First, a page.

I was born in Allentown, Pennsylvania. By the time I was fifteen, I had also lived in Oklahoma, Wisconsin, Georgia, Kansas, and Missouri. This has caused some confusion in my speech patterns and idioms, often causing me to stutter. I have a lot of things backwards, and my accents come out together – at the same time, I can sound like a southern belle that once lived in Canada (mainly because my father lived in Canada, and I’ve picked up his phrases as well as the ones I received from Green Bay, Wisconsin.) Saying “turn on the garburator” at a party isn’t understood at an American house-warming party, but I sure love explaining it. Those moments that I have to take time to explain what I am saying have now become moments that allow me to explain my background and how it has shaped me into the individual that I am today. And I love who I am today, stuttering or not.

4. My eyebrows are REALLY far apart

I’ve even had someone email me this statement before, like they thought they were helping me from over tweezing. Believe it or not, I was born that way, and I know my left eyebrow sits halfway over my eye. I got the look from my grandfather, and you know what? My grandfather was a pretty awesome person. So good for my spaced out eyebrows. They show off my family history. They show off the genes that also make me who I am. They remind me of family.

5. I am really pale, and I don’t tan…or burn.

I swear. I went to Puerto Rico, barely used sunscreen, and nothing happened. I just don’t’ react – although I can admit that I got extremely burned once in my life. (And that was not fun!) When I was a teenager, I hated how pale I was because it was “cool” to be tan, and everyone thought I stayed inside all of the time. (Which I do now.) But you know what? I like my skin. I like how pale I am because it is me. I don’t care if I glow under black lights. I like who I am, and – again – it’s my Welsh roots. It’s also something I share with my late mother (as well as my crazy, curly hair that I used to hide because straight hair was “cool.”) I should be proud, and I am. Just for clarification reasons, because I do not want this to be taken the wrong way: I have nothing against being tan or any other color for that matter. This is simply me embracing who I am. I am not, in any way, trying to encourage others to be pale like me. Physical appearances do not matter, and that is the ultimate point.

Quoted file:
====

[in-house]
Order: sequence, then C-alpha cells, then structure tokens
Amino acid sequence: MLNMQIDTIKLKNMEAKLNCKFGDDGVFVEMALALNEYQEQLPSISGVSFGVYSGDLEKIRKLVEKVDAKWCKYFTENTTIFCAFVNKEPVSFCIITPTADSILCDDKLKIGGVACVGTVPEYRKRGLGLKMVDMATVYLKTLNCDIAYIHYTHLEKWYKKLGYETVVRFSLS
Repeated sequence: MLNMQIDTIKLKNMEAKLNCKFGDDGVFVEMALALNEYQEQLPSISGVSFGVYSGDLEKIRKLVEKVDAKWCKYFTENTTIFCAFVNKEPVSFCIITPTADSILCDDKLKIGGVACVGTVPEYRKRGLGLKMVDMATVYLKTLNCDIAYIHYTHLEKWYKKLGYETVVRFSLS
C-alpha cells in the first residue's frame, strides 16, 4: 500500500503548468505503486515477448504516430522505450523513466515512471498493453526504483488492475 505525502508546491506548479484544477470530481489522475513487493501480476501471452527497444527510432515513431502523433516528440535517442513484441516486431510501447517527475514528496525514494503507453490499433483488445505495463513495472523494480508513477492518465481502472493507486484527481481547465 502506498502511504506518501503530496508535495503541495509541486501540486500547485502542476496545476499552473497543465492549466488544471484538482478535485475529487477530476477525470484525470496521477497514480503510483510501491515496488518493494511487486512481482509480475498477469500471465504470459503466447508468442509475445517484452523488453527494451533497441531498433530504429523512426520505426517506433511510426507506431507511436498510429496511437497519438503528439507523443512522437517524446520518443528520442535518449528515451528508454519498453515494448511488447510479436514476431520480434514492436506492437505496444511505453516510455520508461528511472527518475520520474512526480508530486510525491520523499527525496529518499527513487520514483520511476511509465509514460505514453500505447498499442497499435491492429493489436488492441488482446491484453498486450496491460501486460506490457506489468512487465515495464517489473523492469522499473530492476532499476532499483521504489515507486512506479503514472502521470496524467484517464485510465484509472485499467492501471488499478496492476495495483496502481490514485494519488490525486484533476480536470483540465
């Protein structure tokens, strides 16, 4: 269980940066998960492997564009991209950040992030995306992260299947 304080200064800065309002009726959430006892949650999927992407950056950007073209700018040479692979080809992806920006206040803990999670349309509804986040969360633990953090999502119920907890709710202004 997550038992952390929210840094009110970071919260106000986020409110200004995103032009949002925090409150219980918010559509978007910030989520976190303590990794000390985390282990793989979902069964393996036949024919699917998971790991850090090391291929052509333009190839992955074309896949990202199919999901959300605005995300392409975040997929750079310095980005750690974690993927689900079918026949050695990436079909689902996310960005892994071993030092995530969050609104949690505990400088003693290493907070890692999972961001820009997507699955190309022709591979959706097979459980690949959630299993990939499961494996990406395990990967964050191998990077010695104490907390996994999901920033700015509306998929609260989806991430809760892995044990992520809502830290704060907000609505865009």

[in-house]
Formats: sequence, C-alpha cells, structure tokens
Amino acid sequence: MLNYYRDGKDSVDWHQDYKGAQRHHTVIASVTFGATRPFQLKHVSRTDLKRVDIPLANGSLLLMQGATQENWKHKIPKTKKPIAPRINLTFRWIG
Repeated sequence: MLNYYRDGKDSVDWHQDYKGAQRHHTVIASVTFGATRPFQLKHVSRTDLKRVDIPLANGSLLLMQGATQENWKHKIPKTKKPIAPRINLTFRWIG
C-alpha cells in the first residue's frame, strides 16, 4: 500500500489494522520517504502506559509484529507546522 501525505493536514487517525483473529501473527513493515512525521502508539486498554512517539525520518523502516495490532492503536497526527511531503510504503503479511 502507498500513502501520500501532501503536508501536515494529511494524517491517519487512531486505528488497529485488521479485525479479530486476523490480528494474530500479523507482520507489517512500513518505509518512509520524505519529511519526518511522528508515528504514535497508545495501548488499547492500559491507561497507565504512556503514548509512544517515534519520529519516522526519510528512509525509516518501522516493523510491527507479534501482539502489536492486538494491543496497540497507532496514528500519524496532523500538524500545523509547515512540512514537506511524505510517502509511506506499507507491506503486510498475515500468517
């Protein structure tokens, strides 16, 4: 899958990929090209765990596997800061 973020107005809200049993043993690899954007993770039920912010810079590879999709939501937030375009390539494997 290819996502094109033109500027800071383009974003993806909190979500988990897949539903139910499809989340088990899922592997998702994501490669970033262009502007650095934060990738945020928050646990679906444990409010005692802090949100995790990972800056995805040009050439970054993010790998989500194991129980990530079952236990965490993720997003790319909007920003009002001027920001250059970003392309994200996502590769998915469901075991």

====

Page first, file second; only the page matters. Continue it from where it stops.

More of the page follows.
Now that I shared a few of my previous insecurities, I wanted to add one thing:

I am genuinely a happy person, but there are days that I regress, and that’s okay. I look at insecurities the same way. Even after overcoming them, you might have an insecure moment or two or hundreds over a lifetime, but that’s okay. Just try to remember what’s really important – and that’s what’s on the INSIDE and what resides in your ACTIONS. 

I could can cry about my eyebrows or I can learn how to make them do the wave and laugh at my goofy expressions. I can complain about my injuries like my left hand, but I can also remember that I have other parts of my body that work just fine that others might not even have. A doctor can give me plastic surgery on my body, but only I can change my mind and my heart. And your mind and your heart will guide you, aid you, and embrace you.

No matter what, you can love yourself, and love overcomes everything else.

P.S. I’m still accepting reviewers of Seconds Before Sunrise (book 2 of The Timely Death Trilogy.) If you’re interested in reading my novels, please send me an email at shannonathompson@aol.com. I would love to hear from you. The first one is also on sale for only $3.89, and I would be more than happy to hear your thoughts.

~SAT

Click here because it’s fun to click on things. Isn’t it?

Click here because it’s fun to click on things. Isn’t it?

Why You Should Boycott King and Candy Crush Saga

25 Jan

Two days ago, I logged onto Facebook when fellow author, Victoria Perkins, shared this article: King ARE Trying to Candy-Crush The Banner Saga. I recommend reading that article – as well as the others I link below – as you read this, but I will try to explain my argument (and why this can affect other art industries) as if the links are broken. I also want to recommend looking up the differences of patents, trademarks, and copyrights if you’re not already familiar with them.